Demonetisation is taking the whole nation by storm. Sadly, it has seemed to perturb the very people it intended to work for. Going through the course of my regular life, I have come across a few cases which throw light on this policy and reveal more than the never-ending and tiresome queues.
Ranjaya, 20, a scrap dealer tells me that demonetisation has drastically changed his business. There is no way out and no matter how unfair, he says, business can’t be shut. While he still gets wages in old notes, he has to give commission anytime he has to use these notes for himself. “Rs. 100 is taken as commission on every Rs. 500. You see how difficult it is to make a family of 10 work this way?” he says. With only two family members having an Aadhaar Card and no bank accounts, demonetisation is taking a toll on his livelihood like infinite others.
As I visited Gurudwara Motibagh Sahib, I get to know that lately the footfall for the langar has increased considerably. “These days we are using 40 kilogrammes more wheat and 10 kilogrammes more pulses than usual. Mostly it is the labourers and daily wage workers [who come to eat],” says a source. For those facing starvation and extreme conditions these days, langars come as a last resort.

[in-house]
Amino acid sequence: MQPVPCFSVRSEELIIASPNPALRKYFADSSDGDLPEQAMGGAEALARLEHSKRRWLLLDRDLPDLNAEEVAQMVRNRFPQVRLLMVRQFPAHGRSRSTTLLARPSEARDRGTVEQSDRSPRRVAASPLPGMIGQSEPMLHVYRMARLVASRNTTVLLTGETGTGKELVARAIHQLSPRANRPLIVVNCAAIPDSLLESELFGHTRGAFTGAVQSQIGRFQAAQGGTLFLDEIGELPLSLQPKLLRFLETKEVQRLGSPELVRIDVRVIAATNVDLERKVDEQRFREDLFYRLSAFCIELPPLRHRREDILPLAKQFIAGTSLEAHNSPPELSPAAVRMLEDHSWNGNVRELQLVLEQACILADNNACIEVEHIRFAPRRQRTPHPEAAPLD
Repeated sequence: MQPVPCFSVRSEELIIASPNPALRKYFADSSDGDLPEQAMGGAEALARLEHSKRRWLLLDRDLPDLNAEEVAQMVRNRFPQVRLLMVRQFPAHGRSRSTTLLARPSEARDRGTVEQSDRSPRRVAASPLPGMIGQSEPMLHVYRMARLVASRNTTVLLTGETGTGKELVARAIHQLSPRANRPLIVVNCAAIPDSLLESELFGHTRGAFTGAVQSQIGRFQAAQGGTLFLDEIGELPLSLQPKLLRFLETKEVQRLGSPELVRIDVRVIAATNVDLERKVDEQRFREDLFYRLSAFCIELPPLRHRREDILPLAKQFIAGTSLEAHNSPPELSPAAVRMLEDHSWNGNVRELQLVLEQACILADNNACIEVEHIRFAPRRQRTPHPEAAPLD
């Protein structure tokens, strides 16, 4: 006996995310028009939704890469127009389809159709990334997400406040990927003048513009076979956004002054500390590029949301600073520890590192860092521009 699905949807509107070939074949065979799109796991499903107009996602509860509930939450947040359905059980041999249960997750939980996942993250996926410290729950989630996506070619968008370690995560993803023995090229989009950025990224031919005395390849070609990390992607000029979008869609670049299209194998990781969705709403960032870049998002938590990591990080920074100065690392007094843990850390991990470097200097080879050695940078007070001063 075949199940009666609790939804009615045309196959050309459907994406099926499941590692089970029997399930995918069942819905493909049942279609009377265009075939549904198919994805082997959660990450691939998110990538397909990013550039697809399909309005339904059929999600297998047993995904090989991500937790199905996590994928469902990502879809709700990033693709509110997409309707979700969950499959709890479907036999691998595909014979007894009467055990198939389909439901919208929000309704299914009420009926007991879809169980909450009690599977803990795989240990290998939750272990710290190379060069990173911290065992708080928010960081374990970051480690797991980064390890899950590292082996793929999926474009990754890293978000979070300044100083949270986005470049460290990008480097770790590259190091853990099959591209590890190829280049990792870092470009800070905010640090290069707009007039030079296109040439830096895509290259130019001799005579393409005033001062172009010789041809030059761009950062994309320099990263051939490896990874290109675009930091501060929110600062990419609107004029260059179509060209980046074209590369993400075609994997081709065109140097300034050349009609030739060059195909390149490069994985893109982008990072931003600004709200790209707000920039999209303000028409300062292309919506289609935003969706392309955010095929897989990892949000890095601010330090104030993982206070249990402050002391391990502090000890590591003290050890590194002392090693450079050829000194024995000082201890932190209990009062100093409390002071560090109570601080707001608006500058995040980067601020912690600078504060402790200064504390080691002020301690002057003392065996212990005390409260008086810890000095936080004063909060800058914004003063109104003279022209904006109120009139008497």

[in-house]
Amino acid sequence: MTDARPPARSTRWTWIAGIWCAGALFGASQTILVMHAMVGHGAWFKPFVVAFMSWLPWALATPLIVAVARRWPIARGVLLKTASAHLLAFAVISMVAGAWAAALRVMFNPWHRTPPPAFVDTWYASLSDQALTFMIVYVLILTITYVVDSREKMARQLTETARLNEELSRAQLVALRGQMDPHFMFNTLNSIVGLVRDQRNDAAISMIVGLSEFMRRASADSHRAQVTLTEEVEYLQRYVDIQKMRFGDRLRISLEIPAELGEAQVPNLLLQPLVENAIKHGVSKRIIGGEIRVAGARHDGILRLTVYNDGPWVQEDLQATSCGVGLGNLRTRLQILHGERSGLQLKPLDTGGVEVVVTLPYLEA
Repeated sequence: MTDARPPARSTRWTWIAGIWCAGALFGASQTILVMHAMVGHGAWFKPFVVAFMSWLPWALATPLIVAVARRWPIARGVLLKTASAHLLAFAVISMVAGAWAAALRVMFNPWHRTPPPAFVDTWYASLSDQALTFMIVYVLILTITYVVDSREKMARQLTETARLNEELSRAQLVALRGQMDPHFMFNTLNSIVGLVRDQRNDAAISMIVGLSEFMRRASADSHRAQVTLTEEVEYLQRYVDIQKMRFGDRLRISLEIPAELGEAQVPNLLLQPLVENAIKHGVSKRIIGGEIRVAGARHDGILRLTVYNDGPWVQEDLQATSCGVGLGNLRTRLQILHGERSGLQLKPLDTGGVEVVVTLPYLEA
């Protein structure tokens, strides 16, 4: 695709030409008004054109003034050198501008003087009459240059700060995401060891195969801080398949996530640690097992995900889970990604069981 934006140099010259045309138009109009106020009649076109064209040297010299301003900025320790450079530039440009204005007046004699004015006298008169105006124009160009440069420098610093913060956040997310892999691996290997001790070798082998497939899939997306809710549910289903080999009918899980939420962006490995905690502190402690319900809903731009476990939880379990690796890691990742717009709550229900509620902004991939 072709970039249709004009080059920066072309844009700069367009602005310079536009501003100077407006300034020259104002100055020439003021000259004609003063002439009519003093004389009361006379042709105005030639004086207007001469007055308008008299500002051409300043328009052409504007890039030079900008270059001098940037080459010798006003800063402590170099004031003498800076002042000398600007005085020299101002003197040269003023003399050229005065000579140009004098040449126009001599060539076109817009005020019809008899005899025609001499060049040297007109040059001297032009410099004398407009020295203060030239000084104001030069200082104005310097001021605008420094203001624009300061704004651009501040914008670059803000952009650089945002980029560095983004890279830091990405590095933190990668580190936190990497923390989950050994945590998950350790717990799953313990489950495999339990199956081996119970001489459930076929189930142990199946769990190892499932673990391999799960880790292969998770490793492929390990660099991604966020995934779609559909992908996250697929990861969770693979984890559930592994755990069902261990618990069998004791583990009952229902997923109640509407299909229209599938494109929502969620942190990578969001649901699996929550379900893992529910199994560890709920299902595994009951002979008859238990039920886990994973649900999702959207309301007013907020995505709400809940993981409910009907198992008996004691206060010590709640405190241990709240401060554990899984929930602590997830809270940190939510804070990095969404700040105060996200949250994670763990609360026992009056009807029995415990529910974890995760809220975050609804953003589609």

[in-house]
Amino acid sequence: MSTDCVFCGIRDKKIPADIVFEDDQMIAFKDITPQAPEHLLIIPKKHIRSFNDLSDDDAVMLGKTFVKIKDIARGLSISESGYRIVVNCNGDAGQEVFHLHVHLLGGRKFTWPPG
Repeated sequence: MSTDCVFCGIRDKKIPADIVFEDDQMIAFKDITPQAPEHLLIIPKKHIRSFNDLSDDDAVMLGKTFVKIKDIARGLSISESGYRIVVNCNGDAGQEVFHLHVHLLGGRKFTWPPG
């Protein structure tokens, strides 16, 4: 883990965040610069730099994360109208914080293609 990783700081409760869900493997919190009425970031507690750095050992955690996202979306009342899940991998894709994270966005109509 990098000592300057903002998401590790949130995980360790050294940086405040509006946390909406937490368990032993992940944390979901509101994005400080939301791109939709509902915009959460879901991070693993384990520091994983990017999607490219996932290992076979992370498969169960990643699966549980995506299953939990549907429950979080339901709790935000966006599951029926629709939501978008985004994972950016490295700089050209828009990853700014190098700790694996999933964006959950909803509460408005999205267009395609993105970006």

Satto Monsuri, 70, has been running a parantha stall at Nouroji Nagar for 30 years now. Most of his regular customers are auto and cab drivers. “Business has declined because people are not leaving homes and coming out. There is no rush on the road to serve. Some are eating one parantha instead of two. It is getting tough,” he says. About the queues he adds, “I have no money to get exchanged and hardly Rs.2000 in the bank.” Amidst of all this chaos, Satto is stoic and hopes things get better so that he can run his business as usual.
Their plight resembles innumerable others in our nation. With inconvenience on the rise, there is no relief in sight. Everyone is hoping that conditions will get better soon. But for now, it is just getting tougher.